Same goes for your mobile users. With the number of mobile users on the rise, you need to make your website mobile-friendly and give your mobile audience an unforgettable experience. You can either choose to create a separate site for your mobile users or just go with a responsive website. The choice is totally yours, but again, make sure the site loads fast!
4. Keyword Stuffing or Keyword Missing
Over-using keywords in content (or keyword stuffing) is (still) the one of the biggest mistakes made by webmasters who choose to re-design their website. In an attempt to make the content more perfectly optimisable for crawlers, they overuse certain keywords, which is a really old & bad habit… Google sees right through it!
If your website was well optimised and was already attracting visitors, it is wise to use the same articles you already had. Updating content might negatively affect your site rankings if you change too many keywords or you simply choose not to use any more LSI keywords and phrases just for the sake of simplicity. If you spend money on Google Adwords, you have access to the Keyword planner, super handy tool!
While not including keywords in the content is quite bad for your site, keyword stuffing is even worse. This is considered a black-hat SEO tactic and is punished accordingly by Google. Do not use too many keywords just to rank high in Google. Write your posts for humans and you will be rewarded by Google, instead of being punished.
5. Changing the Existing Social Integration
Even though Matt Cutts and others from Google said that Google does not take into account social media platforms when ranking a website, most SEO consultants do believe that social media integration has become a deciding factor from an SEO perspective. Many webmasters and SEO experts have declared that social signals have a profound impact on how websites are ranked by Google.
If you somehow forget to incorporate social media sharing buttons on your website, it might negatively impact your SERP ranking. Frequent social media activity makes your brand more valuable in the eyes of your customers and also drives more targeted traffic to your website. When Google sees that, it will add another “check” to your overall SEO profile and bump you up in the SERP.
To better understand how social media and SEO go hand in hand, let’s look at the following example. Let’s say a smartphone brand posts an update on Facebook which explains all the features of their latest smartphone. This post is shared by several users. One of those users runs a high authority blog on high-tech gadgets. If this blogger decides to write about the smartphone and includes a link to the brand’s website, a backlink is automatically generated from his high-authority blog, and the website gets a free high-quality inbound link.
If you want to be successful online when re-designing your site, it is important to keep any existing social media integration functionality intact.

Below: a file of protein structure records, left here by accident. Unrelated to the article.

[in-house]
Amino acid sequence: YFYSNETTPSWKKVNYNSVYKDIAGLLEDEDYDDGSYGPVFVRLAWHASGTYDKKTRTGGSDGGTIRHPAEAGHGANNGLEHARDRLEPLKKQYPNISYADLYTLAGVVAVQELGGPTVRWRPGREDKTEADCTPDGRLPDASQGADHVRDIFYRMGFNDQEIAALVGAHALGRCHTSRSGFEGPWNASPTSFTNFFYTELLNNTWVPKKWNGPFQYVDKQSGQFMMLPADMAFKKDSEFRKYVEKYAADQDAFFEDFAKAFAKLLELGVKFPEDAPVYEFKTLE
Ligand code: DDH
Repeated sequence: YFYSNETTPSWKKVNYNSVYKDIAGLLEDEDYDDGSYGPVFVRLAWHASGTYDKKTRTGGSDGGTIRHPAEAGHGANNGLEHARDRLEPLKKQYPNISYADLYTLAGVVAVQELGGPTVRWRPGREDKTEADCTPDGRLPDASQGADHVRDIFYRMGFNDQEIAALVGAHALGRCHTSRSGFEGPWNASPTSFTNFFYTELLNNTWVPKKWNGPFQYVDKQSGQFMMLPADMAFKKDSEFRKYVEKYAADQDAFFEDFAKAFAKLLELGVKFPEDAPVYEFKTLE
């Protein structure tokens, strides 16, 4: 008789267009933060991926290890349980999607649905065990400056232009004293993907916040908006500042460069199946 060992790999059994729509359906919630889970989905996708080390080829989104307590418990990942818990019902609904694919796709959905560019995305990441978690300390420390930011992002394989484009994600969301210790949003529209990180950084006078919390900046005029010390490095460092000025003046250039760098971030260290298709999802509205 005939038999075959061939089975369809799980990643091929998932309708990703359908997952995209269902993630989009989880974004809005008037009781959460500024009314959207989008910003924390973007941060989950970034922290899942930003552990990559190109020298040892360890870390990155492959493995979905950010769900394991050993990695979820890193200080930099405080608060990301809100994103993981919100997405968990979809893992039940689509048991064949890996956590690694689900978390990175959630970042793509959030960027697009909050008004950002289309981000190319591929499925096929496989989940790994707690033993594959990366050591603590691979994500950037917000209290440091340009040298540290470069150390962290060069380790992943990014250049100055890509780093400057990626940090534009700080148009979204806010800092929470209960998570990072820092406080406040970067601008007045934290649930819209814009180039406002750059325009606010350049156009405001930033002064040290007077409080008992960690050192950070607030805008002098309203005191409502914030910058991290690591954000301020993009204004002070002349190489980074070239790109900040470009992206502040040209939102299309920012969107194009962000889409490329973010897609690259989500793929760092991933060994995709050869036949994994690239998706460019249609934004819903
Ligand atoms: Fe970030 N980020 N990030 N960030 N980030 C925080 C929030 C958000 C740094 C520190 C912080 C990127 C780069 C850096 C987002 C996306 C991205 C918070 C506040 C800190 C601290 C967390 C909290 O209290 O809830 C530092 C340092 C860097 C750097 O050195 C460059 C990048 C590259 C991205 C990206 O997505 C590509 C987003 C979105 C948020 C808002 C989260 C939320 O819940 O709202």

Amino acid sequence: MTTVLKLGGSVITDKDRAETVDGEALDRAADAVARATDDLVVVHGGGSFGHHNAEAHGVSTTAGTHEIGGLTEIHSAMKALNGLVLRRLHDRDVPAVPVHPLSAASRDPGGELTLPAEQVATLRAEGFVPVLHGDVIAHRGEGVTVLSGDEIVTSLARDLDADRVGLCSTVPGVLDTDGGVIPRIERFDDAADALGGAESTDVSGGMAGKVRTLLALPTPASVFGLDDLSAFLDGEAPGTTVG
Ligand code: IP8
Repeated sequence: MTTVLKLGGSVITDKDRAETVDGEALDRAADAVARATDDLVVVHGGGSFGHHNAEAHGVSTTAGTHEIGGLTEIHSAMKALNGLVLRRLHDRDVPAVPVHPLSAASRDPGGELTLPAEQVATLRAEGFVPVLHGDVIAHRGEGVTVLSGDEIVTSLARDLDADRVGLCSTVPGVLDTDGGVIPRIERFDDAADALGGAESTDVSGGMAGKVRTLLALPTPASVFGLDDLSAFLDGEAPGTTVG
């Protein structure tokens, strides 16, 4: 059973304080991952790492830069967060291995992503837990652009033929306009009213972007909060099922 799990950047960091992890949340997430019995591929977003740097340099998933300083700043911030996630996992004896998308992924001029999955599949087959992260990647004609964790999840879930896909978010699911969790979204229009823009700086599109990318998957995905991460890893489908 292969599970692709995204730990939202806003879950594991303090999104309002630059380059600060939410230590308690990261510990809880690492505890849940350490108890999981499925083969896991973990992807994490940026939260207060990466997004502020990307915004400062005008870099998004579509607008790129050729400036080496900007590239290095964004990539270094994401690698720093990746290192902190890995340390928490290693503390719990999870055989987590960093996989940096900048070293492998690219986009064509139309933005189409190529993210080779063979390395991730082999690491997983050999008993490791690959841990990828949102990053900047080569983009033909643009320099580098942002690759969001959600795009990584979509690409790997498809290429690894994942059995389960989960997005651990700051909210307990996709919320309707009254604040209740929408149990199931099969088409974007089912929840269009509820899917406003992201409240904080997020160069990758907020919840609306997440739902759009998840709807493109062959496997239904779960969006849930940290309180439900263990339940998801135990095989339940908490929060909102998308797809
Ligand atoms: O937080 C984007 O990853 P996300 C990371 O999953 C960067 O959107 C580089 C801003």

6. Having Duplicate Content
If you have multiple URLs that load the same page on your site, Google sees your website as having duplicate content. The real issue here is that search engines are unable to determine which page to index, which will make them rank your website lower in search engines. For instance, if you have a PRINT only version of your page, Google might index it instead of your actual page and it might end up appearing on Google’s search pages. Poorly implemented mobile websites can also cause a wide variety of problems.
If you have duplicate content that can be found at several URLs, you need to canonicalize it. Here’s a good article on moz about it.
The good news is that you don’t get penalized for having these kind of duplicate content problems. However, you DO get penalized if you copy content from other websites or share it on your website.
Duplicate content is also content that already appears on another website. If you want to rank high in Google, it is imperative to create your own content or hire a freelancer to do it. Always verify your new article or webpage with Copyscape before uploading it on your website. The last thing you want to have is a website categorized as SPAM by Google…
7. Changing URL Structure
Lastly, many webmasters and website owners forget to let Google know that they’ve changed their website’s URL structure. You can move your whole site to a new location as long as you let search engines know which changes you have made. If you change the URL structure without informing Google about it, you will definitely lose all the equity you’ve built over the years for the old URL. This can instantly drop your organic traffic.
So create a sitemap and re-submit it to Google (and the other search engines)!
The Bottom Line
When it comes to re-designing your website, it is wise to keep all the SEO and social media elements from the old site that work. Search engines love websites that are easy to index and that follow their guidelines. By staying away from these 7 web re-design mistakes, you will hopefully get to keep your site’s ranking intact, or even improve it!
With a passion for digital marketing and web design (primarily WordPress), Matthew never stops learning! He rather reads up on new marketing strategies than binge-watch the next big NetFlix special.
Check our about page for more info.